Opinion: Singing for strength


Published: 11-12-2023 8:00 AM

Rev. Lourey Savick is the pastor of Wesley UMC in Concord.

I’m not the first to say so — the daily news has so much to shock and scare us. It is a wearying time. Despite all of the training and resources I have for spiritual renewal, rest, and encouragement, I still carefully choose how I will engage the reality of what is going on locally and around the world.

I don’t want to be capsized by difficult news, by worry and grief. I want to have the energy to serve this wonderful city according to my call. Thank goodness that, at least once every week, I sing.

Did you know that when a person swallows, hums, and sings, it vibrates the vagus nerve? This nerve is very powerful, regulating inflammation and connected to all your organs. This nerve can help a body be sensitive to its surroundings and take emergency actions. Do you stress eat? That’s the vagus nerve. Sometimes people faint in response to stress, that’s the vagus nerve.

Perhaps the public health crises of the last several years have inspired you to learn a little about the long-term effects of stress. Perhaps you’ve read “My Grandmother’s Hands” by Resmaa Menakem or “The Body Keeps the Score” by Bessel van der Kolk. A prolonged state of alarm in the body will shorten, and can end, your life or someone else’s. It makes it harder for you to recognize what’s true. It crushes your joy.

Singing vibrates the vagus nerve, sending a message to your whole body. The message is freeing, life-restoring. The message is, “I’m okay. I’m safe now.” Caring for and leading a congregation has meant learning about what humans need in hard times, and I’ve had to study what human bodies need in order for our hearts and minds to be free. Once you see it, you can’t unsee it.

Biblical characters sing through war, through infertility, through paradigm change. Those liberated under Moses sang. The captured Israelites sang despite their exile, not for their captors, but for themselves. As Robert Lowry’s hymn continues to ask, “Since Love is lord of heaven and earth, how can I keep from singing?”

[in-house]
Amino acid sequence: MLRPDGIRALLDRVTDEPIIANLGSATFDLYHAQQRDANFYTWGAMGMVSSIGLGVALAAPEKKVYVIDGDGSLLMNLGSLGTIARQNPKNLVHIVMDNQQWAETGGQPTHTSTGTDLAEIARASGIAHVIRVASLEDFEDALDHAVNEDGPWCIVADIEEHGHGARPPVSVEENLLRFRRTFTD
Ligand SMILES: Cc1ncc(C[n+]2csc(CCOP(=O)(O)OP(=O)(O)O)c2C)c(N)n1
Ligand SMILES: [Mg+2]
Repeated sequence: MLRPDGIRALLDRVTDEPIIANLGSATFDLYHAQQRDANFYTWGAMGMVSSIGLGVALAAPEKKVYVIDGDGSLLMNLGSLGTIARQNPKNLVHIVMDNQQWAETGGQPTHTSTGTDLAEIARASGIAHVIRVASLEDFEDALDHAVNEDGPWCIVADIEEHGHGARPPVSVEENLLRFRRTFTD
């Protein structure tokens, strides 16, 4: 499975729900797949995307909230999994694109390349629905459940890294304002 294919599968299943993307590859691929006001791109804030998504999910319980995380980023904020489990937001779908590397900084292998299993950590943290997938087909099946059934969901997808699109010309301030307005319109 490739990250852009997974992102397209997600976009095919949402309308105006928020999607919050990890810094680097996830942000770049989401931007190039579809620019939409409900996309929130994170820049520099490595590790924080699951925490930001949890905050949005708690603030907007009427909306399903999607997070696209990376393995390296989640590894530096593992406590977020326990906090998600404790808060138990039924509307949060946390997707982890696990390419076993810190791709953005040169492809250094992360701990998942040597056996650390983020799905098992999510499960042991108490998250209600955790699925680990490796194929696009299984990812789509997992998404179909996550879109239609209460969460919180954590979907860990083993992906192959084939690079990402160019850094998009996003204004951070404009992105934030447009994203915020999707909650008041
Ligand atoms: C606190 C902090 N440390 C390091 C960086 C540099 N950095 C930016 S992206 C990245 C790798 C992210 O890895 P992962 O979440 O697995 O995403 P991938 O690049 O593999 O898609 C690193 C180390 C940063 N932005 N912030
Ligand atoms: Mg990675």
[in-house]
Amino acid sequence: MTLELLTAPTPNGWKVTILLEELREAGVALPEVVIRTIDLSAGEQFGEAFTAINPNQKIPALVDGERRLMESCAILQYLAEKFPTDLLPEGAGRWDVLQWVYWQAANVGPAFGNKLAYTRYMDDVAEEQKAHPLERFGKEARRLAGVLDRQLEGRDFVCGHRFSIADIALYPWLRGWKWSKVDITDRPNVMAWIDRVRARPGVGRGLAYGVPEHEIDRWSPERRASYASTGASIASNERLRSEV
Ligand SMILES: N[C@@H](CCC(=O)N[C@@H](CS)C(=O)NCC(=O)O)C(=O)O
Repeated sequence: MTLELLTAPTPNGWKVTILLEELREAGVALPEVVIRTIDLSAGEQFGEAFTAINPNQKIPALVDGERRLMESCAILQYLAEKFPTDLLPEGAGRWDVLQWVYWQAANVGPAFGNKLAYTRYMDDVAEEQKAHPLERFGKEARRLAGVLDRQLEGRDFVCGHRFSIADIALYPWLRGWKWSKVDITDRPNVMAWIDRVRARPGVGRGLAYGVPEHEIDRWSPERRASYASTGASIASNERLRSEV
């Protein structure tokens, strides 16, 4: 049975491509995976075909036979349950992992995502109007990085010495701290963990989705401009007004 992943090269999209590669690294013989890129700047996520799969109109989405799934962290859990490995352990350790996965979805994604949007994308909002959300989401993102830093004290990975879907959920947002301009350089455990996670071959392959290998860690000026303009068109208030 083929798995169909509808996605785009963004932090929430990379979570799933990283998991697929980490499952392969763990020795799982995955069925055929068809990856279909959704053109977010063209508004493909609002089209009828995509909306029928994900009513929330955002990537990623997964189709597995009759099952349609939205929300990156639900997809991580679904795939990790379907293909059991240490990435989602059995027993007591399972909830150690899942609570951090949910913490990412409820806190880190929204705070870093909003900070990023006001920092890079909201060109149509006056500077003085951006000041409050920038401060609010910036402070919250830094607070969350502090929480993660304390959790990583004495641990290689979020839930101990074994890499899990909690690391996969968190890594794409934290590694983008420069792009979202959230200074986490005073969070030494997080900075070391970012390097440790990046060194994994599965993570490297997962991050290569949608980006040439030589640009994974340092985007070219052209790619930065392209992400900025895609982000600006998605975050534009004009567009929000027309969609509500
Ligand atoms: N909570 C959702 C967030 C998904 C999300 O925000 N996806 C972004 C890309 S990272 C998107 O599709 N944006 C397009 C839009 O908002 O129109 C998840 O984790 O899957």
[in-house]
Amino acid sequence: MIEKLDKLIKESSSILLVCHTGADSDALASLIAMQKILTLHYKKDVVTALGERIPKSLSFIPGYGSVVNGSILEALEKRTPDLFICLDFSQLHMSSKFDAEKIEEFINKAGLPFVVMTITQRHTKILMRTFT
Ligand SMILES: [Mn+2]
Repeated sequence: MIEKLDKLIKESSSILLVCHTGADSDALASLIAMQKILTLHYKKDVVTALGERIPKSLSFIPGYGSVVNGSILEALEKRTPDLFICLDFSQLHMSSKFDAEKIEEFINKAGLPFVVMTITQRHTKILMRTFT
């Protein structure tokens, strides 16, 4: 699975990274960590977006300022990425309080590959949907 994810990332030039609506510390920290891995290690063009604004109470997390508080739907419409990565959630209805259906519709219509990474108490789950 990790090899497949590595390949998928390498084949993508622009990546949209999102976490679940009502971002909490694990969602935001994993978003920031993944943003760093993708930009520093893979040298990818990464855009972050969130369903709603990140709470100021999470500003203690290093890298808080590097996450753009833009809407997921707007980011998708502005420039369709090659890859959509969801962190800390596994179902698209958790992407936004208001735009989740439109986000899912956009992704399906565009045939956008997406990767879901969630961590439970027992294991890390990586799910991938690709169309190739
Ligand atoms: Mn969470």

Singing is a radical act of liberation and resistance. Singing in the face of threat says that you are strong enough, wise enough, to overcome. Singing in times of uncertainty says that uncertainty is not an enemy, that what seems clear isn’t always true, and that easy answers are about as nourishing as empty calories.

Singing with other people tells your body and brain that these other people, no matter how different and unfamiliar they may be, are not going to hurt you: we are safe with each other. Singing together creates a foundation for mutual trust.

Some of the most undermining ideas for the human soul are that we get what we deserve and everything happens for a reason. The oldest story in the Bible exists to challenge these ideas. If we get what we deserve, love is irrelevant. If everything happens for a reason, we are slaves. These ideas are tempting because they appear to offer a secure, understandable version of life. But is this appearance of security trustworthy?

What about the virus that strikes down those who loved and provided for us? What about the victims of mass shootings? What about the shortcut which went unnoticed, the lie that makes things temporarily easier, but would be shameful if it were revealed? Don’t we bear fierce witness to those who persevere against cancer, against a dominating force, against what we have determined is unjust? Don’t we give thanks for second chances, for unexpected consideration, for unreasonable love? If Love is lord of heaven and earth, how can we keep from singing?

Singing together is a revolution. If you’re skeptical, look up the Singing Revolution! It not only makes us feel like we are free, it sets us free, increasing our trust in one another, improving our executive function and satiation, de-escalating violence, helping us accept complexity, and making accessible affection and joy. It makes no difference whether you can carry a tune.

At least once every week, I am in a space in which everyone is meant to sing, and we all sing together. It is the best thing for me, and I believe that it is helping us all heal. If you don’t have a space in which you can sing, please find one. You are more than welcome in our Family Choir.

Don’t wonder if you’re good enough, or worry too much about the words. Find a place where you are welcomed to sing often enough, and loud enough, to start feeling safe and satisfied again. It will save our lives.